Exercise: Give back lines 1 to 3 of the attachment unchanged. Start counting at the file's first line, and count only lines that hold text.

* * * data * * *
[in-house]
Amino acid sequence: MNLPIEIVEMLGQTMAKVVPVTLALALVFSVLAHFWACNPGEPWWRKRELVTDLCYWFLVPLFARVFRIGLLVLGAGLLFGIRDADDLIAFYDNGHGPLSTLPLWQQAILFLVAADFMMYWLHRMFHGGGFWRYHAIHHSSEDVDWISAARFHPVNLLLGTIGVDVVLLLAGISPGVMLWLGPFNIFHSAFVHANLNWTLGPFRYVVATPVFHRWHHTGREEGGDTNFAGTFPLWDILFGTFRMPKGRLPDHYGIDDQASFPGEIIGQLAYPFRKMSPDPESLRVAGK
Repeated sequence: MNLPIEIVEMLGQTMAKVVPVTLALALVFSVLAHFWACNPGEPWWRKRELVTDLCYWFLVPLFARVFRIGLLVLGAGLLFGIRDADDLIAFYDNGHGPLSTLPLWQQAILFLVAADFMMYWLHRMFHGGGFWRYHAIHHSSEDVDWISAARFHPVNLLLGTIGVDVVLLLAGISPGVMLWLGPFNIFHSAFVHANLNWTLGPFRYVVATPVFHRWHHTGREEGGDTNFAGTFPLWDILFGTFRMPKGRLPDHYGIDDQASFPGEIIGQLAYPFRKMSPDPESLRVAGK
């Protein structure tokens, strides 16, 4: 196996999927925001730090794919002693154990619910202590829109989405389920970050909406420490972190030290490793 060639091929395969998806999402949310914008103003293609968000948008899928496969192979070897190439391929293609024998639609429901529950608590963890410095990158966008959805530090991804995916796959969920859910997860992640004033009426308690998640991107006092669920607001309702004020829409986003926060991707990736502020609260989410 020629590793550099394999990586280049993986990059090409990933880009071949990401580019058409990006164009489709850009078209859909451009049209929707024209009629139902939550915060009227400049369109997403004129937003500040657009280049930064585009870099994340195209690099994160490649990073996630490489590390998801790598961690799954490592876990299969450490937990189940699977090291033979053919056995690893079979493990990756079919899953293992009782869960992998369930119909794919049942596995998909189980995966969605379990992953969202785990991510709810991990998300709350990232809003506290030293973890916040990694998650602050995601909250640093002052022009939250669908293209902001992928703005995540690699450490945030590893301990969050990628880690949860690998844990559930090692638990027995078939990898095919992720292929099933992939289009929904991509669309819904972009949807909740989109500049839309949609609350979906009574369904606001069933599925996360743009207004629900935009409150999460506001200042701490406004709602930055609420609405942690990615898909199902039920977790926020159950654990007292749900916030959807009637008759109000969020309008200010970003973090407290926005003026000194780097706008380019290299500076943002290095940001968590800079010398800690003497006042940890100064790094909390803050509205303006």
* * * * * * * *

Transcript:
[in-house]
Amino acid sequence: MNLPIEIVEMLGQTMAKVVPVTLALALVFSVLAHFWACNPGEPWWRKRELVTDLCYWFLVPLFARVFRIGLLVLGAGLLFGIRDADDLIAFYDNGHGPLSTLPLWQQAILFLVAADFMMYWLHRMFHGGGFWRYHAIHHSSEDVDWISAARFHPVNLLLGTIGVDVVLLLAGISPGVMLWLGPFNIFHSAFVHANLNWTLGPFRYVVATPVFHRWHHTGREEGGDTNFAGTFPLWDILFGTFRMPKGRLPDHYGIDDQASFPGEIIGQLAYPFRKMSPDPESLRVAGK
Repeated sequence: MNLPIEIVEMLGQTMAKVVPVTLALALVFSVLAHFWACNPGEPWWRKRELVTDLCYWFLVPLFARVFRIGLLVLGAGLLFGIRDADDLIAFYDNGHGPLSTLPLWQQAILFLVAADFMMYWLHRMFHGGGFWRYHAIHHSSEDVDWISAARFHPVNLLLGTIGVDVVLLLAGISPGVMLWLGPFNIFHSAFVHANLNWTLGPFRYVVATPVFHRWHHTGREEGGDTNFAGTFPLWDILFGTFRMPKGRLPDHYGIDDQASFPGEIIGQLAYPFRKMSPDPESLRVAGK